Dataloggers were deployed in the field along with air-temperature and soil-moisture sensors. Air temperature was measured using a DS18B20 12-bit digital temperature sensor (Maxim Integrated Products, Inc., Sunnyvale, CA USA). The sensor uses the 1-Wire communication protocol to transfer measurements to the microcontroller, and contains an internal 18-bit A/D converter which provides temperature measurements with a resolution of 0.06 C. Soil-moisture measurements were made using an EC-20 capacitive sensor. The microcontroller provided an excitation voltage to power the sensor via a digital IO pin, and measured the analog output voltage with a built-in A/D converter.

A battery pack consisting of 5 AA alkaline batteries enabled long-term remote operation by ensuring adequate voltage as the batteries discharged.

4. Summary

Advances in electronic technologies, microcontrollers, and sensors offer researchers a variety of new and inex-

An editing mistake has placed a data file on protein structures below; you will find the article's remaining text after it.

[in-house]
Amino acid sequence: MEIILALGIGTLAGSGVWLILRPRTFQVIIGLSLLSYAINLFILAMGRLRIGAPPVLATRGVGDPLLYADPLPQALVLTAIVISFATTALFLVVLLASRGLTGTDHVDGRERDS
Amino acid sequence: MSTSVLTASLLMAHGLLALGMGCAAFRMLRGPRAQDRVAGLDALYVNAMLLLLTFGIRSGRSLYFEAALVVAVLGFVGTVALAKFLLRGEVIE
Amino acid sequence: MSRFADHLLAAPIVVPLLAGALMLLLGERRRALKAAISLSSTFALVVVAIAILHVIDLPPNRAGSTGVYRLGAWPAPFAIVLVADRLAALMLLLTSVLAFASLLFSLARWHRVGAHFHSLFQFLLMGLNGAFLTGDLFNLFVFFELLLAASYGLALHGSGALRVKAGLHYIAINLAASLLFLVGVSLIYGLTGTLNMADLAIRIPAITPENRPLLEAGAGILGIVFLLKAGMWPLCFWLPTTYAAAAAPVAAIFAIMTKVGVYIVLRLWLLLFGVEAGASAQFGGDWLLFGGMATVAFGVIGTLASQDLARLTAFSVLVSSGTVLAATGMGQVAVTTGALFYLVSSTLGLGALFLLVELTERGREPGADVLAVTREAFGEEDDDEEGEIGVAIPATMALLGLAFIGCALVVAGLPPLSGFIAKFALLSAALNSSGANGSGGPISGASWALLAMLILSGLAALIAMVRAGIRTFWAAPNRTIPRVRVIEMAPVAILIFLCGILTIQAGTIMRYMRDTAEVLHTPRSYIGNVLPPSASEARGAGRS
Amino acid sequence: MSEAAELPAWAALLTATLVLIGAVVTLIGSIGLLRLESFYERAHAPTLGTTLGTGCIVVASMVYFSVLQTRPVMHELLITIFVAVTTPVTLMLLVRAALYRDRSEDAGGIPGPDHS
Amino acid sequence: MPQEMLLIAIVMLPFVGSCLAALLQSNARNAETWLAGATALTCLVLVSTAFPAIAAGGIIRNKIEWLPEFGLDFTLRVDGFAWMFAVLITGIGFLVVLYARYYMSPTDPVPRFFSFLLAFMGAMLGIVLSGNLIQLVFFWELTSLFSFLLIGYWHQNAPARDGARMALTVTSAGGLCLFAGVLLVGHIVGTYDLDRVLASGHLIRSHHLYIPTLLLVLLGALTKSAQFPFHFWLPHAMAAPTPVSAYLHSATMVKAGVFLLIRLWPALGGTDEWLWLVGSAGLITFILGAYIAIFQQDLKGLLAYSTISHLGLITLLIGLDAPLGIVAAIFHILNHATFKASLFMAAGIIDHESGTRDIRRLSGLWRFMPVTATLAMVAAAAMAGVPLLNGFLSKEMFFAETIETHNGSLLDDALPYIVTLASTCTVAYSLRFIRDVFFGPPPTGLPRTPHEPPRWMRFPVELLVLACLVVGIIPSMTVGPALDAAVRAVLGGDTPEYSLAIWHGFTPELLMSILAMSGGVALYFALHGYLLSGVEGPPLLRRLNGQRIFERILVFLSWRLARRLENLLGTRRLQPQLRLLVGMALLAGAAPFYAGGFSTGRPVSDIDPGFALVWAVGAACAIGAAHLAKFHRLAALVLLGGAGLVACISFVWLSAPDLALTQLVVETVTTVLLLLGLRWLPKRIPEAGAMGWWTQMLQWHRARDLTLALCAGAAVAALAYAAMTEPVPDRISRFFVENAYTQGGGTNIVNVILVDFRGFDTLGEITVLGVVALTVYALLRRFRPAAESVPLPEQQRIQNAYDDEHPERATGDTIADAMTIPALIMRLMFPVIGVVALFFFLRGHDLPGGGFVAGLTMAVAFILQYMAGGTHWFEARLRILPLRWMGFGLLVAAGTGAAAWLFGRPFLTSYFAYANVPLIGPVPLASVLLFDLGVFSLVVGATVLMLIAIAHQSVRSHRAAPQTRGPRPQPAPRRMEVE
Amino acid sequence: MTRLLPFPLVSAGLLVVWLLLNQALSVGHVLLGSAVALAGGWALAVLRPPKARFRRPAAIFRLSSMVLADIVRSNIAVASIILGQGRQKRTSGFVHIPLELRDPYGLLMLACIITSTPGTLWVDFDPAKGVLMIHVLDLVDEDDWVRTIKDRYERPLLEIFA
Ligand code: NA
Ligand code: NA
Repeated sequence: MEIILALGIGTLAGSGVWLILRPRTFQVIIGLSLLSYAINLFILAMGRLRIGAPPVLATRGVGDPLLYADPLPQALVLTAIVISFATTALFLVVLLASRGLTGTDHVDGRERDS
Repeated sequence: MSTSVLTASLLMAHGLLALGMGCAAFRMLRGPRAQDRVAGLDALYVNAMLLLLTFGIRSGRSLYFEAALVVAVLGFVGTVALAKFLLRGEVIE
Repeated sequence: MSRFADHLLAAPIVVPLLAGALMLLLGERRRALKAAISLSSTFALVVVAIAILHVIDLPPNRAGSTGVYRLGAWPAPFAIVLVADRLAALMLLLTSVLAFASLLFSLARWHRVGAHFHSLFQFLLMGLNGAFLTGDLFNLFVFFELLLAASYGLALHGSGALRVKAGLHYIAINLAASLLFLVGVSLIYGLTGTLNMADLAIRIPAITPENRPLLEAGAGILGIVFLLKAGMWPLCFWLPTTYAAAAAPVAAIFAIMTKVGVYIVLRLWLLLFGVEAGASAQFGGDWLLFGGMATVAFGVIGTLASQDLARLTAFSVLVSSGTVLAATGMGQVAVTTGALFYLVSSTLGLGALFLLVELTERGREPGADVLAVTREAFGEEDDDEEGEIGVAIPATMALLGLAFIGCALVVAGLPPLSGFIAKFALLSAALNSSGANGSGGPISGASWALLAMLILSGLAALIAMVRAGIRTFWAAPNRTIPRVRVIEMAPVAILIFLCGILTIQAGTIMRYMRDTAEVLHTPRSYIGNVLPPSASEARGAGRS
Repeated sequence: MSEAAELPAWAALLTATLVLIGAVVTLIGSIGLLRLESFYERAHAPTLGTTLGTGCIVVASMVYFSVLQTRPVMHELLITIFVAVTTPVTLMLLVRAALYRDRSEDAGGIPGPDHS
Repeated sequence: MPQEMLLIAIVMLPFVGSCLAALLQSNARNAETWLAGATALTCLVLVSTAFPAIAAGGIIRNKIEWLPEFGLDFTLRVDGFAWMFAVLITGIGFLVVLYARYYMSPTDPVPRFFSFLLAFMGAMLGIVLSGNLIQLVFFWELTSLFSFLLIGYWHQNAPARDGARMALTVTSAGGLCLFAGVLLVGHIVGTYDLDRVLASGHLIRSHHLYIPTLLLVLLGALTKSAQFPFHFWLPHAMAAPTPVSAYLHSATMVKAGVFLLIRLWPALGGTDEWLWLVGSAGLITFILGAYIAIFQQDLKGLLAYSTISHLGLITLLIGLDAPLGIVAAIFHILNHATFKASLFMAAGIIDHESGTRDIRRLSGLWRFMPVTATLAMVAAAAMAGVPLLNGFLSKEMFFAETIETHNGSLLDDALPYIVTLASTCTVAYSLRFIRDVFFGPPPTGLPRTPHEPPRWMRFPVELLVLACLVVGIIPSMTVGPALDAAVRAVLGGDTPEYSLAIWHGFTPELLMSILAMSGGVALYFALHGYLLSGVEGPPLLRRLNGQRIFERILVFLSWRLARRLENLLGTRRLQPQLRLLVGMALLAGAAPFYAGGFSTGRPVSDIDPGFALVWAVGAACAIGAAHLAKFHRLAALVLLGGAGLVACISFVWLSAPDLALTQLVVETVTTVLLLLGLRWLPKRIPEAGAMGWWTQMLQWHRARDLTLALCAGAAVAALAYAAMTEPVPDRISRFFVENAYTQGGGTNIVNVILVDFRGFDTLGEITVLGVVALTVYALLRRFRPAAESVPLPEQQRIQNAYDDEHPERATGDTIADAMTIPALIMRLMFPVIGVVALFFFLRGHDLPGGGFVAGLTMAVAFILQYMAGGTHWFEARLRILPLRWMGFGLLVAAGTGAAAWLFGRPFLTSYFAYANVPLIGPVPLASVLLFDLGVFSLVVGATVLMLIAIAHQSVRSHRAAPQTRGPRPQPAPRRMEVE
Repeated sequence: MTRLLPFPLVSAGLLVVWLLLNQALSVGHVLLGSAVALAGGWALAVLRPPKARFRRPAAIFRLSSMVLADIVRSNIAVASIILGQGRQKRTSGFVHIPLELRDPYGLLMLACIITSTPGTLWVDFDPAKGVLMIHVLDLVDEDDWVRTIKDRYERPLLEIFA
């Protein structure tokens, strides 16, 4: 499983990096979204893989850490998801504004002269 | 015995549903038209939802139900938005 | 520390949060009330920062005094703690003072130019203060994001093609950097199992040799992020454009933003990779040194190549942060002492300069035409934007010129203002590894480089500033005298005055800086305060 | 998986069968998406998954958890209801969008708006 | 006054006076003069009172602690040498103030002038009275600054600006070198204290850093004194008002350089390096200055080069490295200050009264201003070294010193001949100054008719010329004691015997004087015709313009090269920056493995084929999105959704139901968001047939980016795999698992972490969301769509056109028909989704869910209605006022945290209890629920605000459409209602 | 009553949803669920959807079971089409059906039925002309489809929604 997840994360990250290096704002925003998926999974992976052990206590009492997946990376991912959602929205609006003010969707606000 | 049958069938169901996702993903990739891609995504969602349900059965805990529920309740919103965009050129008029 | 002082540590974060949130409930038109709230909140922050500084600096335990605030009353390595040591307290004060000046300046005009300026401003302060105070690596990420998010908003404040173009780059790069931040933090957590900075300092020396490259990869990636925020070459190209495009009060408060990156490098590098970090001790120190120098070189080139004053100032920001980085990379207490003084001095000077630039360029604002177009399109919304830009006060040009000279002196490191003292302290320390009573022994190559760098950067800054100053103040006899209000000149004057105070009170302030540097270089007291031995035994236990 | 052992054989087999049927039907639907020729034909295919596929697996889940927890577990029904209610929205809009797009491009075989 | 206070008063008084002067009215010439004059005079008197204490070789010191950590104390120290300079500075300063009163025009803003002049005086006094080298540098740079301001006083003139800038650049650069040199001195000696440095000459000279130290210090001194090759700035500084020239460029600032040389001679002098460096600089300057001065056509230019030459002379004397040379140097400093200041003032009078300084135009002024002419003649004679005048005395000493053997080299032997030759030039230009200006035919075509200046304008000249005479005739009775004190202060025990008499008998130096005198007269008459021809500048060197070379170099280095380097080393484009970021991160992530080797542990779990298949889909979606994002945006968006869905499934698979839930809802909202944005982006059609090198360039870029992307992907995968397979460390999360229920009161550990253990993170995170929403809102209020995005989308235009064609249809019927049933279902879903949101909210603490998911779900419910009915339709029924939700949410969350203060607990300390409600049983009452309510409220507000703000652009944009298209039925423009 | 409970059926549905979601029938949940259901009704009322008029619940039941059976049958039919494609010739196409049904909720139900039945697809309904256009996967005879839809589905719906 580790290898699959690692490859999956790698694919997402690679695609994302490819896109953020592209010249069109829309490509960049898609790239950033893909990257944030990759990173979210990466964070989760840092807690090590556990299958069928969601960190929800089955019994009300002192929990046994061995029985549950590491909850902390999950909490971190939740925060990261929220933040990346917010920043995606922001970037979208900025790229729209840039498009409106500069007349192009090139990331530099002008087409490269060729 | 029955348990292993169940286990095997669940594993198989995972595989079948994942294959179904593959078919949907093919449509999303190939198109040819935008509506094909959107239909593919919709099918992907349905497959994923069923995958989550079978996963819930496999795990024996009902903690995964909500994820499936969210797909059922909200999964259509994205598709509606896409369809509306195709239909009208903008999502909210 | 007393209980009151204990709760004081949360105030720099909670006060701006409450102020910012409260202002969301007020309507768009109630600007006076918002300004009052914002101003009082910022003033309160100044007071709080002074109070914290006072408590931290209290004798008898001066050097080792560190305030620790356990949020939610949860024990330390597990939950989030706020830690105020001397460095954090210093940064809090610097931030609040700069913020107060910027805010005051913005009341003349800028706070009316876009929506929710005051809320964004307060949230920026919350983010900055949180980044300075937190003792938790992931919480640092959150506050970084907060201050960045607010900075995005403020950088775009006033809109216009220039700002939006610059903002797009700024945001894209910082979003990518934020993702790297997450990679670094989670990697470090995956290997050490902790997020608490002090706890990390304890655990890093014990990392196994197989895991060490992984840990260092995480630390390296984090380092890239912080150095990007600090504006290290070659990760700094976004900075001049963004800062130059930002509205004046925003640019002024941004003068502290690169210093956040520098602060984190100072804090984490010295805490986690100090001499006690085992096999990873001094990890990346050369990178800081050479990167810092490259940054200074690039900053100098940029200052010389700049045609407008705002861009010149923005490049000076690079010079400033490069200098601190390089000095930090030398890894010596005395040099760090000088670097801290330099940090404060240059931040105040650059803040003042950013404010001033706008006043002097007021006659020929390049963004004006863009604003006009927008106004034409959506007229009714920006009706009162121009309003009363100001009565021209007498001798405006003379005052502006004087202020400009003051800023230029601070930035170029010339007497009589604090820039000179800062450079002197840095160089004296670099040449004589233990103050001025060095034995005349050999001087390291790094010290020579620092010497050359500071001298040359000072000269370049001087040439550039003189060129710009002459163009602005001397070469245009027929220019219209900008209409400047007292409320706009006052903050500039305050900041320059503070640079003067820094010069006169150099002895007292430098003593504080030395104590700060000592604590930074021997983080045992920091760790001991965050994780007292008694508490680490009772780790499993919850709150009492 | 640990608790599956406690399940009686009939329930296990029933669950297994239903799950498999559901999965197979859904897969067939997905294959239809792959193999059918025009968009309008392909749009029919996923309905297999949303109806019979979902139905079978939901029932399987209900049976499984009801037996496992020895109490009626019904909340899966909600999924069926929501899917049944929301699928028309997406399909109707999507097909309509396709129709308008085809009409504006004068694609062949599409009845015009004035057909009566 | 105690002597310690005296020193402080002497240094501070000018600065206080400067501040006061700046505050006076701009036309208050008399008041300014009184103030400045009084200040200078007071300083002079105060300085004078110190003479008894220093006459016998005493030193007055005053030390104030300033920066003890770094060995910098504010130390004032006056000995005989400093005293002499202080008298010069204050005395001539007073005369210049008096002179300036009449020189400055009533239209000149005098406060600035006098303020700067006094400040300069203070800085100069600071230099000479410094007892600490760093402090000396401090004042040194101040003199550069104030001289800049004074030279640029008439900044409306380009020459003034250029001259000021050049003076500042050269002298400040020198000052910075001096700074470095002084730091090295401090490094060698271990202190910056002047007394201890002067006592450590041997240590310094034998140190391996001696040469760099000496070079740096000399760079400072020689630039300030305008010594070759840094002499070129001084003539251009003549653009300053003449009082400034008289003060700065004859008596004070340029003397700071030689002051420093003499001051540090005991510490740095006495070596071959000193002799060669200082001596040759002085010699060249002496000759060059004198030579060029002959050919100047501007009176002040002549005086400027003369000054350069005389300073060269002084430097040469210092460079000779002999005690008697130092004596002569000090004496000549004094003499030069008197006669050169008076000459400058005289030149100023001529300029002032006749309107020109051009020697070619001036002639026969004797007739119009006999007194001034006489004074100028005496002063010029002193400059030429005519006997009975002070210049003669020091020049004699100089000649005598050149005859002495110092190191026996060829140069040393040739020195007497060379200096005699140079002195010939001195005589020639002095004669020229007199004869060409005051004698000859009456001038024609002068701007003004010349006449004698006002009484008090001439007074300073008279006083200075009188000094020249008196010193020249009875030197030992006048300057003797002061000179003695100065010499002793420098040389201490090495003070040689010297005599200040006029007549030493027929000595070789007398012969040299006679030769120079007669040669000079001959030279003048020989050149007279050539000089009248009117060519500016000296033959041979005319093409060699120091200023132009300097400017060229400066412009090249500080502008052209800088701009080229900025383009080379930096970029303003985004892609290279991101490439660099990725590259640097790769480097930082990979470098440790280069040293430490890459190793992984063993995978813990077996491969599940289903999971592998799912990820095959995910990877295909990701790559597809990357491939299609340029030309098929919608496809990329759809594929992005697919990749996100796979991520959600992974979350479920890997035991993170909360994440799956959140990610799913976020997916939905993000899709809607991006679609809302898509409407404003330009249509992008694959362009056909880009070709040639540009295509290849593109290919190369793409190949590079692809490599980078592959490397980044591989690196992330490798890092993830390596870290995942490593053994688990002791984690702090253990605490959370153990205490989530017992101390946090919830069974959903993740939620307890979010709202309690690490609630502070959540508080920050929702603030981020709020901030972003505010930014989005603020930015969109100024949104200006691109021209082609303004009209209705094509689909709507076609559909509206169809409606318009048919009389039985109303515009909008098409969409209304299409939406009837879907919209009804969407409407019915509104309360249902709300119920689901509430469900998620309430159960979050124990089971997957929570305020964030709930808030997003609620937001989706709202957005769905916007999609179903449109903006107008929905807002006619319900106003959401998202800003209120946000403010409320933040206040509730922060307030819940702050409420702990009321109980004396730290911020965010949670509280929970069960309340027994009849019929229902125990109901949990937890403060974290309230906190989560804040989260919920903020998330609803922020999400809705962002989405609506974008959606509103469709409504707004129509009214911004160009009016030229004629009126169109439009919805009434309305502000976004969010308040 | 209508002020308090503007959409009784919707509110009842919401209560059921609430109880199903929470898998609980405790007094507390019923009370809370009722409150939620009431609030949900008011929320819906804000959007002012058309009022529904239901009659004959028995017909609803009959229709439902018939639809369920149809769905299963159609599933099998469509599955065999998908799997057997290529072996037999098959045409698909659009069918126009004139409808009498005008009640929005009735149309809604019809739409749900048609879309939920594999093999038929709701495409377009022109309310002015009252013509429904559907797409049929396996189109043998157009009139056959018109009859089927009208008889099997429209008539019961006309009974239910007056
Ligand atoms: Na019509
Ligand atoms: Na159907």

Table 2. List of materials for environmental datalogger.

Figure 8. Arduino-based datalogger fabricated on a custom printed circuit board: top, (a) circuit-board layout; middle; (b) bare circuit board; bottom; (c) completed board with components installed.

pensive sensing, monitoring, and control capabilities The concept of open-source hardware, in which hardware designs, software programs, and development efforts are made freely available to all, help facilitate and expand the adoption of these capabilities. The open-source hardware Arduino development platform has great potential for implementation in scientific research applications, and can empower researchers with flexible, inexpensive tools for expanding their data-collection, automation, and control capabilities.

5. Disclaimer

Mention of a trade name, proprietary product, or specific equipment does not constitute a guarantee or warranty by the United States Department of Agriculture, and does not imply approval of the product to the exclusion of others that may be available.